At one point this past weekend I just felt so tired and wanted to sit down, but, couldn't justify it with so much needing to be done. About that time, my second son who is 13 brought his blanket that had some tears in it and asked me if I could mend it.
Well, I'm not much of a seamstress and I can't remember the last time that I sat down and mended anything, but I decided to try. This would give me a good excuse to sit in the recliner with my feet up and my hands busy.
This blanket had been my dh's and he had passed it down after getting a new one. You may be familiar with them they are called Vellux Blankets. They are wonderful and we all like them very much. Here's a link so you can see what I mean.
I'm not sure how the several tears occurred, but with lots of boys and dogs in the house, I can imagine a few possibilities. Anyway, as I sat there and contemplated the best way to approach this mending, I became a bit philosophical. I started thinking about how we all have times when we must set about mending relationships in our lives. Some times, we can just walk away, cut the ties and resolve the conflict by separating ourselves from it. Kind of like tossing out the blanket, deciding it wasn't worth the trouble.
But, when it is someone we really care about, things can get a lot more complicated. In order to properly address the tears in the blanket I had to first do some trimming away, the jagged edges made it impossible to match and mend properly. At first glance one may think I was making the matter worse, making a larger 'hole', as I snipped. Truthfully however, the pruning was necessary for the best mending to occur.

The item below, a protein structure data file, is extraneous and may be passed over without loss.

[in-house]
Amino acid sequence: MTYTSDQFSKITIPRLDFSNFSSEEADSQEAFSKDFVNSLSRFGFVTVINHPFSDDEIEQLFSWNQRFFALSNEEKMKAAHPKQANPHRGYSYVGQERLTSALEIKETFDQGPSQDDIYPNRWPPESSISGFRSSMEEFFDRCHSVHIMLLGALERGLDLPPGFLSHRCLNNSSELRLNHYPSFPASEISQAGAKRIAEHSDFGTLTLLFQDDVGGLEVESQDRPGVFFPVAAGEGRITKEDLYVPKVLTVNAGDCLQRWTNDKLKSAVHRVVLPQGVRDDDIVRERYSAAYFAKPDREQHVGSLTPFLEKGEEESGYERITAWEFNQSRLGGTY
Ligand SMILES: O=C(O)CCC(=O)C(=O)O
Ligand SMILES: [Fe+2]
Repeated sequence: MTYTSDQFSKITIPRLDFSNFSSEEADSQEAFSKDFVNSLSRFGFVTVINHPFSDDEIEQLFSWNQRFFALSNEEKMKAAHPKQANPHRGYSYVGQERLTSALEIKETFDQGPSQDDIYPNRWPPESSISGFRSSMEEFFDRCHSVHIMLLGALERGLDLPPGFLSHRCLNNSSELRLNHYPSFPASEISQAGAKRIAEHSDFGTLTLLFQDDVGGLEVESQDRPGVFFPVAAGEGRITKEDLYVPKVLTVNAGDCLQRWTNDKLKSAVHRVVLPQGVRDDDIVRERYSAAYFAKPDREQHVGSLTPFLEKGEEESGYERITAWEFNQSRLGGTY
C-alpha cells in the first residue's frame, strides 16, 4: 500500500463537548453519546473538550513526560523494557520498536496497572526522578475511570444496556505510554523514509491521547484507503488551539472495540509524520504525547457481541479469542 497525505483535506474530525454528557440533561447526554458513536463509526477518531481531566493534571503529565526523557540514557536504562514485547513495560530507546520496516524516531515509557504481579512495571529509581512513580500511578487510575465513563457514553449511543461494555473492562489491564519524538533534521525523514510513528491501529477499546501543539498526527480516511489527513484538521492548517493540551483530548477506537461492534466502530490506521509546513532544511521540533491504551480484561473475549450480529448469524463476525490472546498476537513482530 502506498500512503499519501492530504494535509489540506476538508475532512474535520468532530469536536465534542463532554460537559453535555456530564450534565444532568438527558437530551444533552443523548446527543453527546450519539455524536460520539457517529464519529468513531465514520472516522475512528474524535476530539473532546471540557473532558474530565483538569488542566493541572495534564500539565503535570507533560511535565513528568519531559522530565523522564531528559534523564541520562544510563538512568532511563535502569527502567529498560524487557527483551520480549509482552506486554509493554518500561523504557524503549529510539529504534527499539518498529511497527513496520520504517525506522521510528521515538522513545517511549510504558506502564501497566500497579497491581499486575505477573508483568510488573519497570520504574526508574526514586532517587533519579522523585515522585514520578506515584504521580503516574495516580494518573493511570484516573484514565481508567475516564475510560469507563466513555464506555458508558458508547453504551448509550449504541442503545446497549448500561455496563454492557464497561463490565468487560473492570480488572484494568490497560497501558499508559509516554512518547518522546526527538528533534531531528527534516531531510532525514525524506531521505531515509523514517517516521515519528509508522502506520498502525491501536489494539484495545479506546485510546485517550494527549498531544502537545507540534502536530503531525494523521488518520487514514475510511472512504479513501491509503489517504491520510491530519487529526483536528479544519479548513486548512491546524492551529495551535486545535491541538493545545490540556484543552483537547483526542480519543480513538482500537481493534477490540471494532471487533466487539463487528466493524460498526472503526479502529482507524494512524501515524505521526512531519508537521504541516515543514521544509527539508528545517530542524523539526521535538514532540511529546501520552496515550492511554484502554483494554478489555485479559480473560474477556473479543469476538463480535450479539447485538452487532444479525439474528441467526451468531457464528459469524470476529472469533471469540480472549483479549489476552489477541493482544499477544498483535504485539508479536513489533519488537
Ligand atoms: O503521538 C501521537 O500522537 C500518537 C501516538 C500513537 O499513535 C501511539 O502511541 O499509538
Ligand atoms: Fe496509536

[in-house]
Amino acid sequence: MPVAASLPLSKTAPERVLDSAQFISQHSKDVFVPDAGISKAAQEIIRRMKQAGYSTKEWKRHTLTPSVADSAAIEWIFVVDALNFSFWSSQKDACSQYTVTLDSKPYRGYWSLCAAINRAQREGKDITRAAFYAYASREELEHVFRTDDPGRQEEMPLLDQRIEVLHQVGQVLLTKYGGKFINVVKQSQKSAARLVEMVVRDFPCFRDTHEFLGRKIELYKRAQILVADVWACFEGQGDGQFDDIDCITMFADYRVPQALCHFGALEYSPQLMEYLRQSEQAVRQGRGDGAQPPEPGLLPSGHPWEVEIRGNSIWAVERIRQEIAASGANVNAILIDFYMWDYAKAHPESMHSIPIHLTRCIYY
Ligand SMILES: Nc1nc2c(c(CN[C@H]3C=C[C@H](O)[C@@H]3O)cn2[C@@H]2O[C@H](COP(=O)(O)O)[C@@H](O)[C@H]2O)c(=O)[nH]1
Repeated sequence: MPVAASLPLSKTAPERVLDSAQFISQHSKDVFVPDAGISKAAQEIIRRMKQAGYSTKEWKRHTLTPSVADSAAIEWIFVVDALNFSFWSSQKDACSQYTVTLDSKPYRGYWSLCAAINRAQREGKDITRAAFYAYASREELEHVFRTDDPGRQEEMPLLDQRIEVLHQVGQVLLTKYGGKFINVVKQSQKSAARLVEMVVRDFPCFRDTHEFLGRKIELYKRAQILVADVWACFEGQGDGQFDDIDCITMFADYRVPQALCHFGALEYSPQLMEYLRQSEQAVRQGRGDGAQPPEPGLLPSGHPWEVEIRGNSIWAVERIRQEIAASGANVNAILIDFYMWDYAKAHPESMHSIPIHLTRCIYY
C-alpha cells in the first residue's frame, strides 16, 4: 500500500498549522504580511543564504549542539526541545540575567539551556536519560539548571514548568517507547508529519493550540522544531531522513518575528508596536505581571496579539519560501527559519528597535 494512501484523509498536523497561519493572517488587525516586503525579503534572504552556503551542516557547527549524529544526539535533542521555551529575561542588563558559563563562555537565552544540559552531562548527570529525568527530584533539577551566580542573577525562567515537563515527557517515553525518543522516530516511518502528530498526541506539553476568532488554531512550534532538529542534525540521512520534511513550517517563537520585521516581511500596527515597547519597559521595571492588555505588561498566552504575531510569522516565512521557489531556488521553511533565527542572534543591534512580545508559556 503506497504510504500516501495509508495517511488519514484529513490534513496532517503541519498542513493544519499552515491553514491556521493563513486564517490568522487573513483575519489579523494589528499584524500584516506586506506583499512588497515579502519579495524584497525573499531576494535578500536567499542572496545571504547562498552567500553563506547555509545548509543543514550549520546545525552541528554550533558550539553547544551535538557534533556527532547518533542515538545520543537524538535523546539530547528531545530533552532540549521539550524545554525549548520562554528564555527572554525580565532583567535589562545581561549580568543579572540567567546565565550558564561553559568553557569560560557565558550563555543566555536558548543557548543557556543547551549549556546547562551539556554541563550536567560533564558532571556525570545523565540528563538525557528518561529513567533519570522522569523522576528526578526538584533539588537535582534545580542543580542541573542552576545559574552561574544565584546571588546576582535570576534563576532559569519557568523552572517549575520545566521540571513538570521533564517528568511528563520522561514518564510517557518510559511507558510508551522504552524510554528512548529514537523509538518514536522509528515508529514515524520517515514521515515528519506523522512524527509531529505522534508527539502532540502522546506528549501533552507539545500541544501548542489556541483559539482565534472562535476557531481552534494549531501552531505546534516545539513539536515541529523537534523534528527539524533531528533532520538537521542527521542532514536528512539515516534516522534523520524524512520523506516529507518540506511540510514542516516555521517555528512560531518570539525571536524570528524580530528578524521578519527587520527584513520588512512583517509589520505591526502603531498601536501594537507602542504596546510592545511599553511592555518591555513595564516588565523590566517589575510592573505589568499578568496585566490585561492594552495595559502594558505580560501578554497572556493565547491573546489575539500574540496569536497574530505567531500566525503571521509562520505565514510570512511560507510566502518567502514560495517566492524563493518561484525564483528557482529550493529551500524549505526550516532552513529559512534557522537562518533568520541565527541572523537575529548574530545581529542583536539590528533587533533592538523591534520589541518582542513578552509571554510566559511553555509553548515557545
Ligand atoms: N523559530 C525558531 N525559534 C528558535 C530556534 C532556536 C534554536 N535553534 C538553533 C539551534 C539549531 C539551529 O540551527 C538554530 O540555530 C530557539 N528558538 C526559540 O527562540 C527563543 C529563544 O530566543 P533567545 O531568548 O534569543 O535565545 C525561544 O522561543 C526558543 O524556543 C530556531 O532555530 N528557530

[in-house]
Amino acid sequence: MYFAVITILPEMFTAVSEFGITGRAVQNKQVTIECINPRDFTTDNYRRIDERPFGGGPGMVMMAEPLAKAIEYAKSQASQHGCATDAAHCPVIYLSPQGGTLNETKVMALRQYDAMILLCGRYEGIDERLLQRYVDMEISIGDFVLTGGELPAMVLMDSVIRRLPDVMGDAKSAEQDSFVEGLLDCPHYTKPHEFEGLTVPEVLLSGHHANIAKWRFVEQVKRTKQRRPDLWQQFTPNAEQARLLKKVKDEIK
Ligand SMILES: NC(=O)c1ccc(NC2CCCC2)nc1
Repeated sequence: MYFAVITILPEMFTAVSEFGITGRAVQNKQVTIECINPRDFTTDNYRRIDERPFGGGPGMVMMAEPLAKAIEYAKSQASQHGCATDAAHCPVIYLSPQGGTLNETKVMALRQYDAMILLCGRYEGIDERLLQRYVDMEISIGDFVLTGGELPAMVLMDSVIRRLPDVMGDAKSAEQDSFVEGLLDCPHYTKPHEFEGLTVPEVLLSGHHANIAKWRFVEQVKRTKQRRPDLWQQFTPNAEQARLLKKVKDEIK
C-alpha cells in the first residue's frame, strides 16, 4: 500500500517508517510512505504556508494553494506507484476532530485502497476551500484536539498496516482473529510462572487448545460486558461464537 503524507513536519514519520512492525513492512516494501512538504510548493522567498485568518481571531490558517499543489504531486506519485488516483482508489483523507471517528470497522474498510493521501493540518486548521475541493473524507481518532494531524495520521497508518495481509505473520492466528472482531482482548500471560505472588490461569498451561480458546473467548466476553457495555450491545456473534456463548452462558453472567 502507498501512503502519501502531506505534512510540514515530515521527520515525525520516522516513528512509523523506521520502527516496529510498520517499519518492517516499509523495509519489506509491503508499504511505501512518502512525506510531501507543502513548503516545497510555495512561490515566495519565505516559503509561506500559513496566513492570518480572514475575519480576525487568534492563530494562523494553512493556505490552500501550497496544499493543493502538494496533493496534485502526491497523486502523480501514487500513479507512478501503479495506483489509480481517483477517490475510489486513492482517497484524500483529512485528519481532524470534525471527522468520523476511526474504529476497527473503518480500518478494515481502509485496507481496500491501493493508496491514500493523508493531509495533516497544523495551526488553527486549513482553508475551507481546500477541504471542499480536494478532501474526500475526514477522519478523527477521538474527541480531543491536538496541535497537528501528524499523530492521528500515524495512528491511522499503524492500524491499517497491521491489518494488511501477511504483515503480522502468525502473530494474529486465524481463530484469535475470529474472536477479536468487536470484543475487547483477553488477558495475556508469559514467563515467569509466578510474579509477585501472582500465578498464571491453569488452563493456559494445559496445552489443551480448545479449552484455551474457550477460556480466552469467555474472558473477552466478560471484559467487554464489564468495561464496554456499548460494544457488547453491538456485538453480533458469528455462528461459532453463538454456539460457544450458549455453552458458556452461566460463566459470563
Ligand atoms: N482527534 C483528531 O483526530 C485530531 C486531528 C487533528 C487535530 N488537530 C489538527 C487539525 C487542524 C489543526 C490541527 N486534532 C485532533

As I began to stitch I quickly learned another lesson, this luxurious material had to be handled delicately. If I pulled a stitch too tightly it would actually pull a hole in the fabric. When we are looking to mend a relationship we need to apply gentle pressure as well or new hurts can be added to the old hurts we are trying to address. Matters of heart and trust and love are very fragile.
Finally I presented the blanket to my delighted son. "It looks just like new!" He exclaimed! I laughed and replied, "As long as you don't look too closely."
While I had done my best to match the color of the thread, trim away the jagged edges and stitch carefully, a close examination would reveal the mending that had been done. Still, in his eyes, it was like new.
Just like our relationships that may have been torn and tattered , then mended with tender loving care, the scars may remain, but only if we look too closely. Sometimes we just have to embrace the mended relationship, appreciating it for it's warmth and declaring it new.
So goes the philosophies of mending hearts and blankets.